Multi-layer Roll-on-stack Flexible Electronic Film Can Reduce Equipment Footprint
The Development of 3D Roll Film Comes Out
Electronic filters are vital to the inner workings of our phones and other wireless devices. They eliminate or enhance a specific input signal to achieve the desired output signal, which is essential, but it will take up the chip space that researchers are constantly seeking to shrink. A new study shows that the various components that make up the electronic filter have been successfully integrated into a single component, thereby greatly reducing the space occupied by the device.
Researchers at the University of Illinois at Urbana-Champaign abandoned the traditional 2D on-chip lumped or distributed filter network design. The design consists of separate inductors and capacitors for space-saving 3D roll film. Both design elements are included independently.
Research Process of Multilayer Electronic Film
An image of an electron microscope consisting of a series of new chip components integrating inductors (blue) and capacitors (yellow), which are used to make electronic signal filters in phones and other wireless devices.
"With the success of our team on wound inductors and capacitors, it makes sense to use the 2D to 3D self-assembly characteristics of this manufacturing process to integrate these different components into a self-winding package. Savings Space installation," Li said.
In the laboratory, the team used specialized etching and photolithography processes to print two-dimensional circuit patterns onto a very thin film. In circuits, they connect capacitors and inductors and ground or signal lines together, all on a plane. The researchers say that the multilayer film can then be rolled into a thin tube and placed on a chip.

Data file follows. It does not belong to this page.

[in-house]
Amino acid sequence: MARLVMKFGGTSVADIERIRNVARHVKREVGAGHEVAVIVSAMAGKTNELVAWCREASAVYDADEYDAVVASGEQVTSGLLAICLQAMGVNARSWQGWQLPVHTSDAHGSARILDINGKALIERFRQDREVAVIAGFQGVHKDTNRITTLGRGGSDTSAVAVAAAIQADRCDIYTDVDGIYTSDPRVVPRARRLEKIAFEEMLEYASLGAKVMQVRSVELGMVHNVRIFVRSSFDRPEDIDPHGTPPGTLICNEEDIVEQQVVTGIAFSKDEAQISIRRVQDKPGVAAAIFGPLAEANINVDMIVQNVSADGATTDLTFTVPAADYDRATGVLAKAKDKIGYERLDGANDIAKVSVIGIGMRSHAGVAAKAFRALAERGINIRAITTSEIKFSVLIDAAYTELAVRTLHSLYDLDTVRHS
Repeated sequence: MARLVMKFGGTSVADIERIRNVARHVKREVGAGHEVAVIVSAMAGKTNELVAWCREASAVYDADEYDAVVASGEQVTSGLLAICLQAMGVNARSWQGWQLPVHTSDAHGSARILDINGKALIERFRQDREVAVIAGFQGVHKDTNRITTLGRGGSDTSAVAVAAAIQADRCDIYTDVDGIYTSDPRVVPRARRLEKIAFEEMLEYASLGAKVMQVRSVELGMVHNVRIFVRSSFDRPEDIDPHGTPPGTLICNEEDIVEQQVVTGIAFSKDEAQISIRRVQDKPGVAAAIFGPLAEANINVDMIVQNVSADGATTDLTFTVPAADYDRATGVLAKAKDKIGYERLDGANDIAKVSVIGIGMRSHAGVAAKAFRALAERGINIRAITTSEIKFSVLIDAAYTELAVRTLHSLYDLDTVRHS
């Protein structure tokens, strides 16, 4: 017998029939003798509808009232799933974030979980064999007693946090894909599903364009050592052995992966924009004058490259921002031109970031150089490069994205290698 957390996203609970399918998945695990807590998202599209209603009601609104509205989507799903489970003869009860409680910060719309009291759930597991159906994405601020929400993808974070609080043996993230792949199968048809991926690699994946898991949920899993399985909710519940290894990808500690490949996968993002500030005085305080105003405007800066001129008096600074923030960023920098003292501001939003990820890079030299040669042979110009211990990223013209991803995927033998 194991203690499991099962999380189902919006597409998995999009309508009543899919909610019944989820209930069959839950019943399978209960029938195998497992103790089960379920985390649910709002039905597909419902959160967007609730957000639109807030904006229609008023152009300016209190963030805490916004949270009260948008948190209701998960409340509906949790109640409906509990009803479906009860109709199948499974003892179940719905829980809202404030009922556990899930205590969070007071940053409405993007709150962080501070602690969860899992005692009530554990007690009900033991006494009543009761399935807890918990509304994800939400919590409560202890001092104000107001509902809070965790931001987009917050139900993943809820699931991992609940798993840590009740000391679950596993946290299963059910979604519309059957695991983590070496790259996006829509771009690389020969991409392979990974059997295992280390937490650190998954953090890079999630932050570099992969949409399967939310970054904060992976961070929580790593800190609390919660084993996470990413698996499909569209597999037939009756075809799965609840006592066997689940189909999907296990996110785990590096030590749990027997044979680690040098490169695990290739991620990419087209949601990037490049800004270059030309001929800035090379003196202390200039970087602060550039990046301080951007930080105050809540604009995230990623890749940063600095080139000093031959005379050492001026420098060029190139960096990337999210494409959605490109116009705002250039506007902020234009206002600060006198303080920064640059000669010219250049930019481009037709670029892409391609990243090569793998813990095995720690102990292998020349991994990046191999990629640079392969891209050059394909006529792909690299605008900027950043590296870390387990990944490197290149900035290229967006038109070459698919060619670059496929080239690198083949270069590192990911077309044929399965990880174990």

The device manufacturing process includes the deposition of metal by electron beam evaporation and photolithography to define the metal pattern and the etching process. Then, the final etching step triggers the self-winding process of the stacked film.
A Whole New Level of New Filters
The researchers said that the team tested the performance of rolled parts and found that under the current design, the filter is suitable for applications in the frequency range of 1-10 GHz. Although the design goal is to be used in radio frequency communication systems, the team believes that based on past research, they can also achieve other frequencies, including the megahertz range, to achieve high-power inductors.
Graduate student and lead author Mike Young said: "We used several simple filter designs, but in theory, we can use the same processing steps to combine any filter network." We use what already exists to provide A new and easier platform that integrates these components more closely than ever before. "
He said: "The way we monolithically integrate inductors and capacitors can increase the integration of passive electronic circuits to a whole new level." "In fact, the complex circuits that can be manufactured in this way with a mask set There are no restrictions on sex or configuration."